Last week, we began our analysis of the civil and criminal dockets at the California Supreme Court with the years 2000 through 2005. Today, we take a look at the civil cases the Court decided between 2006 and 2010.
Final judgments declined somewhat as a percentage of the civil caseload in 2006 at 50.94% of the docket (27 cases). The next biggest share was petitions for writs of administrative mandate at 15.09% of the docket, followed by writ petitions directed at the lower courts (11.32%) and appeals relating to anti-SLAPP motions (7.55%). The remainder of the docket was scattered, with two appeals from post-judgment orders, two appeals under C.C.P. § 904.1(a)(10), which governs Probate and Family Code appeals, and one case each from four additional areas.
In 2007, final judgments rose back to nearly the level they were between 2000 and 2005 at 58.18% of the civil docket. Once again, petitions for writ of administrative mandate outpaced traditional writ petitions on the docket at 14.55% and 10.91%, respectively. The Court heard two cases each arising from certified questions, arbitration matters and workers’ compensation, and one each arising from injunctive orders, anti-SLAPP motions, and a Probate/Family Code appeal.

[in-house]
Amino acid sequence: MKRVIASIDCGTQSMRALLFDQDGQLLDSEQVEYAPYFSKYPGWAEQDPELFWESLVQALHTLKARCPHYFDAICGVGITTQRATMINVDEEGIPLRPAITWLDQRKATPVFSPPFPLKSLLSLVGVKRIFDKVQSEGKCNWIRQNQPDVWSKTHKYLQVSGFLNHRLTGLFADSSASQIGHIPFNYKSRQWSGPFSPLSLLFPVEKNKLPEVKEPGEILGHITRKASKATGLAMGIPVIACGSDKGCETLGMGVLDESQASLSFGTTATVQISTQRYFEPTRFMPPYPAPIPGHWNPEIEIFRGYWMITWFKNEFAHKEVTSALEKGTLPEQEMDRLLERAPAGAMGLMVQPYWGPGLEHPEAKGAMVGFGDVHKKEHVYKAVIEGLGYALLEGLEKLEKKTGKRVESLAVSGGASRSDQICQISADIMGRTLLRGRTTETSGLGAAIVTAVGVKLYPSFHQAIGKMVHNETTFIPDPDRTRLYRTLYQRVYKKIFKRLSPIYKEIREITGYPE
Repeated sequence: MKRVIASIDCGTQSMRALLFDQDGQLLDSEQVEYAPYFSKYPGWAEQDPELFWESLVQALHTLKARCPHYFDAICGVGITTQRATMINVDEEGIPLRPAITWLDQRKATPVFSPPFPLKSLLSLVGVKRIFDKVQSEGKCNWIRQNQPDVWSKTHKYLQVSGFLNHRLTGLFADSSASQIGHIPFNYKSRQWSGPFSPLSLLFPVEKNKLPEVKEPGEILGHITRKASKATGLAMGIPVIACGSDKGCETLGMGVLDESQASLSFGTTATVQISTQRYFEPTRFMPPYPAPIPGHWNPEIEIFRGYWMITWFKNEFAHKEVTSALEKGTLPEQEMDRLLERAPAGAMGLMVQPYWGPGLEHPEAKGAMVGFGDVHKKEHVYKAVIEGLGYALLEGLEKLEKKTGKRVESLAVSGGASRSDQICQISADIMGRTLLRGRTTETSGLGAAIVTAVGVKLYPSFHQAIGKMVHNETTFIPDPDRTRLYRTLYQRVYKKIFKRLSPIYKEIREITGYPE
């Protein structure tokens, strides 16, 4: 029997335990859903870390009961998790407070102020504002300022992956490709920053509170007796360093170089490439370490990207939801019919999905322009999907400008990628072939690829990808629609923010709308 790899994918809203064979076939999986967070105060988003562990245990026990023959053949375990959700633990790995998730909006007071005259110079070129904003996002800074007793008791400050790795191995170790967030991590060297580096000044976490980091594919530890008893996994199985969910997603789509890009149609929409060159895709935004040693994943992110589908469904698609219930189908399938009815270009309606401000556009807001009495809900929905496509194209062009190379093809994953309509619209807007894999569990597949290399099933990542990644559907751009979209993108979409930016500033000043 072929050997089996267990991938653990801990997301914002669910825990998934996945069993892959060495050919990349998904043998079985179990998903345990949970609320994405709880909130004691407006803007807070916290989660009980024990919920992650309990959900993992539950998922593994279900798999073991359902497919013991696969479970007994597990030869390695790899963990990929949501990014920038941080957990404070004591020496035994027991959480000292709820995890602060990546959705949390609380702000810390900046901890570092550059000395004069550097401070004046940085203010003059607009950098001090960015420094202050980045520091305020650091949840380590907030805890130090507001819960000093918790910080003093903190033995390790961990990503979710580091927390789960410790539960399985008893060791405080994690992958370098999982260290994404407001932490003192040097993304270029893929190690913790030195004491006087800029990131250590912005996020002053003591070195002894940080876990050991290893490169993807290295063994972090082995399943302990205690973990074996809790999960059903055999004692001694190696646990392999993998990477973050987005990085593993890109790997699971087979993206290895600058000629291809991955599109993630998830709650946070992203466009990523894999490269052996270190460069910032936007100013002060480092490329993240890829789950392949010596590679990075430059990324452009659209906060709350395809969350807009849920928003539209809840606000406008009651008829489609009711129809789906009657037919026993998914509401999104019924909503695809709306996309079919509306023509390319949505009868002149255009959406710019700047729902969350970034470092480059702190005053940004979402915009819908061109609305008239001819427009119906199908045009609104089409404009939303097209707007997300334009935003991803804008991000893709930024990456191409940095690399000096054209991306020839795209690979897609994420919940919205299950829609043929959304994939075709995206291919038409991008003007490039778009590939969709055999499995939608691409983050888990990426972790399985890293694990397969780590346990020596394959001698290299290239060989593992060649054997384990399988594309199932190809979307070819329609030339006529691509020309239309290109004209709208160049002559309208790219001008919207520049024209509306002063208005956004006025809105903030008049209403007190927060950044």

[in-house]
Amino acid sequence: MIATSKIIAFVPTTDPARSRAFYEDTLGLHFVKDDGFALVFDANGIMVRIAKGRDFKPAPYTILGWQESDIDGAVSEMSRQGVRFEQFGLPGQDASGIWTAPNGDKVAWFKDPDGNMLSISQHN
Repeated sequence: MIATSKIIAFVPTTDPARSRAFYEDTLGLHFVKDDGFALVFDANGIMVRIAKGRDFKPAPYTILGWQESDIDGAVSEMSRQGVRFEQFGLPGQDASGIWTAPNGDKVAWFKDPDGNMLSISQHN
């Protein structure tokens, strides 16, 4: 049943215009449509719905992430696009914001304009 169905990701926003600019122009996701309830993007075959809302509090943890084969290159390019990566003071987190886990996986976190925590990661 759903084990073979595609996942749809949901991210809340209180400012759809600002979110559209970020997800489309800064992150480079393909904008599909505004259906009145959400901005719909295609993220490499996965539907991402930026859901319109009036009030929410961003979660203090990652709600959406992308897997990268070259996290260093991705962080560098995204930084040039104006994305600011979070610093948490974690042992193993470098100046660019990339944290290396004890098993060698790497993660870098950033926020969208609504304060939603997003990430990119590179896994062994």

Final judgments increased again in 2008, comprising 65% of the civil docket. Both petitions for writ of administrative mandate and traditional mandate were down from their usual levels at 10% and 5%, respectively. The Court heard three arbitration cases in 2008 (7.5% of the docket), two appeals from post judgment orders under C.C.P. § 904.1(a)(2), and two more from new trial orders.
The docket was a bit more widely dispersed in 2009, with the Court deciding 23 appeals from final judgments, or 53.49% of the civil docket. For the first time in the period, traditional petitions for writ of mandate exceeded administrative petitions on the docket, 16.28% to 13.95%. Certified questions took an upswing on the docket in 2009 and 2010, amounting to 6.98% of the docket in 2009. The rest of the docket consisted of one case each arising from arbitration orders, anti-SLAPP motions, Probate/Family Code orders, and petitions for original writs.
In absolute terms, the Court heard fewer appeals from final judgments in 2010 than in any year of the period, comprising 52.48% of the civil docket. For the first time, certified questions were the second most common element on the civil docket, with the Court deciding five such cases, or 11.9% of the docket. The Court decided four traditional writ petitions and three petitions for writ of administrative mandate (9.52% and 7.14%, respectively). The Court heard two cases each arising from arbitration matters, post-judgment orders and injunctive matters, one anti-SLAPP motion and one petition for an original writ.
Join us back here tomorrow as we turn our attention to the criminal docket between 2006 and 2010.